The Bank of England (BoE) is prepared to make further emergency measures to mitigate the economic damage of the coronavirus outbreak, which sent the UK pound tumbling to its lowest level against the dollar in 34 years on Wednesday.
The BoE governor Andrew Bailey, who only began his job this week, was asked by Sky News if measures including cutting interest rates to zero, a huge new bond-buying scheme or even printing money to give to households were being considered.
"Everything is on the table that is reasonable, within the policy tool set," Mr Bailey replied.
"We have a very large toolkit," he said. "I don't rule anything out, frankly, but please don't therefore interpret it that we're about to do it either."
Last week the BoE cut rates to a joint record low 0.25 per cent and launched measures to encourage banks to keep lending to smaller firms.
Mr Bailey said since then the impact of the virus on big businesses had become much starker as well as small and medium-sized firms that were the focus of the joint Bank-Treasury.
As the crisis grew, with many sectors of Britain's economy hit by a near shutdown, the BoE said on Tuesday it would buy a form of debt called commercial paper from investment-grade companies, even if they had not issued it previously.
Mr Bailey said it was not the time for financial markets to shut over the coronavirus, which has killed 71 people in the UK.
"As long as we are not seeing what I would call markets that are out of control then keeping markets open is important," he said. "So far the financial system is standing up well to this."
Mr Bailey told short-sellers of British assets to “just stop”.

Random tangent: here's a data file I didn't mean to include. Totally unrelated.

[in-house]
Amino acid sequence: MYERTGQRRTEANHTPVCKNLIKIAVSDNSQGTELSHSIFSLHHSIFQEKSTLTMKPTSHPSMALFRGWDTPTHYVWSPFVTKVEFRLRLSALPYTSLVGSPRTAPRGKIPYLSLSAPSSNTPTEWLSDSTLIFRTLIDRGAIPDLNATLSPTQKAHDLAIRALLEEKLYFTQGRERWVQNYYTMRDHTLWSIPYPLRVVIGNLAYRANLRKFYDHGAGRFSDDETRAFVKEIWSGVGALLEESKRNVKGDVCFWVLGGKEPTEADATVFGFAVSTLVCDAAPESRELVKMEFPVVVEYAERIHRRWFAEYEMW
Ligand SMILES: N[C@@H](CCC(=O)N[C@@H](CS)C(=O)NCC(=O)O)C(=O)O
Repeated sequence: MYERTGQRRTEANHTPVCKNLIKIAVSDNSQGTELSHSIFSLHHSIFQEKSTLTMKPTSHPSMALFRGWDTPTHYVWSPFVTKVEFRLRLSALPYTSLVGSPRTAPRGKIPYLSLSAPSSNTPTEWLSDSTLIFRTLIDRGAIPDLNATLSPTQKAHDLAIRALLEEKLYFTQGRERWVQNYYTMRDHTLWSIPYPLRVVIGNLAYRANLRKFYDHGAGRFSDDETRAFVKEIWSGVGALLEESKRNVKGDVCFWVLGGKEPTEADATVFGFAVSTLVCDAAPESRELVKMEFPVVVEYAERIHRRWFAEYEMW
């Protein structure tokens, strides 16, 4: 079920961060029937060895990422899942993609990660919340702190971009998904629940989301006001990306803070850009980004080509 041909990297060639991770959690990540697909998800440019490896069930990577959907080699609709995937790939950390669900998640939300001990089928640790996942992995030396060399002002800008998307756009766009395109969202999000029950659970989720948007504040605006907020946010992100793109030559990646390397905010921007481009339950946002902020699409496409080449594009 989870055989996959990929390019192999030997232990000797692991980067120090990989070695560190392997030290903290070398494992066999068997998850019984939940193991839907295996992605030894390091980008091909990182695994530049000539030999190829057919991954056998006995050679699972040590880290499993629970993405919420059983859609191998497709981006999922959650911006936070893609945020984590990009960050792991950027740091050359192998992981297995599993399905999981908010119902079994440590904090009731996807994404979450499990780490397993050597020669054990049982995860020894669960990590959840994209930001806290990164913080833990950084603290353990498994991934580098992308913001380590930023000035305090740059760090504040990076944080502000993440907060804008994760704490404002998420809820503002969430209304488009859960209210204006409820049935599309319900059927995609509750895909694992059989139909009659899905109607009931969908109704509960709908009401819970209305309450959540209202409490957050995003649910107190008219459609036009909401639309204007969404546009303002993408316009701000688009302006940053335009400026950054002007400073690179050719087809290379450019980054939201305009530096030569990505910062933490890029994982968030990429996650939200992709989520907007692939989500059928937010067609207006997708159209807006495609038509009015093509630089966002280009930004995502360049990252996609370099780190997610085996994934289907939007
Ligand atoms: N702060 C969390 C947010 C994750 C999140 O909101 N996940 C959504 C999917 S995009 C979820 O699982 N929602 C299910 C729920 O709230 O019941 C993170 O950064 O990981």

“Anybody who says, ‘I can make a load of money by shorting’, which might not be frankly in the interest of the economy or the interest of the people, just stop doing what you’re doing,” Mr Bailey told the BBC in a separate interview.
Hetal Mehta, senior European economist at Legal & General Investment Management, said the current measures that the UK treasury and the Bank of England were providing was not enough.
“The UK has a co-ordinated monetary and fiscal policy approach but the size of the package is still being deemed by markets as insufficient,” she told Bloomberg. “A new BOE governor only three days into the job whose monetary policy views are still largely unknown will also cause some nervousness.”
Yields on 10-year British government bonds rose to their highest level since January 2020, while the FTSE 100 stock index dropped as much as 5.5 per cent. The pound dipped 2.5 per cent to $1.1758 on Wednesday.
"The main reason for dollar demand is liquidity concerns as in volatile times, companies and investors need dollars to settle transactions and as long as these concerns persist, we expect the pound to remain on the back foot," strategists at UBS Wealth Management said in a note.